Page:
In this space I cover a lot of stories pulled straight from the day's news, often involving multinational corporations and the equivalent level of stars from the entertainment business. All big deals, to be sure, but none could hope to approach the level of status on offer to artists geared to kids. While we as adults have tempered our ideas about the artists themselves, and moderate our consumption of their work, kids have no such notions, and love with a fervor and constancy that many artists could only dream of with their own fans.
The latest kids' craze, big enough to have drawn notice among adults as well, is the song "Baby Shark" popularized by the Korean company Pinkfong. If you've young children in your life, you've undoubtedly been exposed to the song more times than you'd care to consider; in my case, it's a toddler nephew who greets every recitation of the song with a joy reserved for the best things in life, like snacks. It's "Old Town Road" for the daycare set, if it happened to be one of the half-dozen or so songs that terrestrial radio played or Spotify offered. (Kids like what they like, and only what they like, I've learned.)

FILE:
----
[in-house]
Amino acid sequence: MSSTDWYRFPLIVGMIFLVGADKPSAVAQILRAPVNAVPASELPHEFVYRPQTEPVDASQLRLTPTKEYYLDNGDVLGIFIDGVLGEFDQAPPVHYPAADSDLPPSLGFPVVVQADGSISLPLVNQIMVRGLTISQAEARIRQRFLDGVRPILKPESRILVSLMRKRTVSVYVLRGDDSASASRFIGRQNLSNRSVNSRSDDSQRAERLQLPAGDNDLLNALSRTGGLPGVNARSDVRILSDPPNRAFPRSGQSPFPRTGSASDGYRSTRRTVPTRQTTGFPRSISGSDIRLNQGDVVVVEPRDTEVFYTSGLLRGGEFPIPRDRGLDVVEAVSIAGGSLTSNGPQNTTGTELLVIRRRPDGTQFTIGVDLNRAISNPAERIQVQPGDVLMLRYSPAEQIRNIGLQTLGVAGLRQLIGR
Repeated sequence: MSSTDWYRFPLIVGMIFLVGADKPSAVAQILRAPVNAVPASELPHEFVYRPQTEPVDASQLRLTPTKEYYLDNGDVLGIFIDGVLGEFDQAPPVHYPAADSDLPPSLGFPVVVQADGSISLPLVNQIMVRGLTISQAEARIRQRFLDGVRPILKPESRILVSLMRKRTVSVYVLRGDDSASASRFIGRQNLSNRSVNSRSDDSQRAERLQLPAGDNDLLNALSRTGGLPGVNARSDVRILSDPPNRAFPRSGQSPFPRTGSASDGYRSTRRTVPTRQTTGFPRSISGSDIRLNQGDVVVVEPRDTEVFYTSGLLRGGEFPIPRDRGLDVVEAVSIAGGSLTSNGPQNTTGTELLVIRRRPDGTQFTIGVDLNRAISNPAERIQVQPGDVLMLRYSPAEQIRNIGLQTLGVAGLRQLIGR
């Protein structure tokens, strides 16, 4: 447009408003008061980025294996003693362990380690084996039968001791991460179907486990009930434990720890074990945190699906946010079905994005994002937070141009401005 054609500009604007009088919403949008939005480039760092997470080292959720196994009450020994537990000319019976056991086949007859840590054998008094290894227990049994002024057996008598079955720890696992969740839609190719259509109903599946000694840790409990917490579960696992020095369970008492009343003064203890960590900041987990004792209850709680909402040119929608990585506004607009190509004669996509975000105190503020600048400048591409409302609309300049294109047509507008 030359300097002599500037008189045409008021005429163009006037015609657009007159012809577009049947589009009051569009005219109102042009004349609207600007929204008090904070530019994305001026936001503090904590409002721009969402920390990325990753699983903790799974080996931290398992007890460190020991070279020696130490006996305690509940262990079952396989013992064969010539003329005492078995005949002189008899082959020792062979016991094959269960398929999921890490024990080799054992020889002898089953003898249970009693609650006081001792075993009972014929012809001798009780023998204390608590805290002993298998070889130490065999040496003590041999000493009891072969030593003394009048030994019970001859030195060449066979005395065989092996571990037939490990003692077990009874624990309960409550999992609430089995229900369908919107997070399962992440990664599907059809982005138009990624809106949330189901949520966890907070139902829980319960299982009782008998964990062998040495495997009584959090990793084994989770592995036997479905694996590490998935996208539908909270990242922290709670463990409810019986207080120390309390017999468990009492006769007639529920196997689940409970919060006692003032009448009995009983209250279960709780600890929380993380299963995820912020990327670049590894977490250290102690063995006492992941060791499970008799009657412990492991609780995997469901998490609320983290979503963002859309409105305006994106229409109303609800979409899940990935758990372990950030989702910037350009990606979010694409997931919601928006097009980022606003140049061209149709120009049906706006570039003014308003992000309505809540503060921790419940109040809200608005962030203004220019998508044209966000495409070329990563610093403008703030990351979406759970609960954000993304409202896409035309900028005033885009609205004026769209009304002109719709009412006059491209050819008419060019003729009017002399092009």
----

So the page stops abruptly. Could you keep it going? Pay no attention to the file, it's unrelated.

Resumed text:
With that level of notoriety, it seemed inevitable that there would come a challenge over authorship or ownership, and indeed that day has arrived, as a children's entertainer has pressed a case claiming copyright infringement. A man known professionally as Johnny Only, a New York-area children's performer and DJ, filed the suit in Seoul against Pinkfong and its parent company SmartStudy, claiming that the company infringed upon his own version of the song, published in 2011. Neither side claims that the song itself is a wholecloth creation on their part, both acknowledging that it originated from a chant going back years. Only's claim is that his own version originated the idea of setting the chant to music as a song, and removed some of the more gory details originally included in the chant in favor of more family-friendly lyrics.
At first blush, the two versions share commonalities, although to what extent that is coincidence is left to be determined in the courts. (Almost as an aside, the notion that a local children's singer in New York state might influence a Korean entertainment company speaks to the wondrous permeability of our culture in this day and age, but that is a consideration likely to be unappreciated in this matter.) Given the extent to which "Baby Shark' has become a phenomenon, it's unsurprising that Only would feel deeply aggrieved if he believed himself to be the originator of this iteration. For its part, SmartStudy of course denies the claim that it copied Only's work, stating that the chant upon which the song is based has passed into public domain. However the case is ultimately decided, I don't think that we're soon to be spared of the song anytime soon.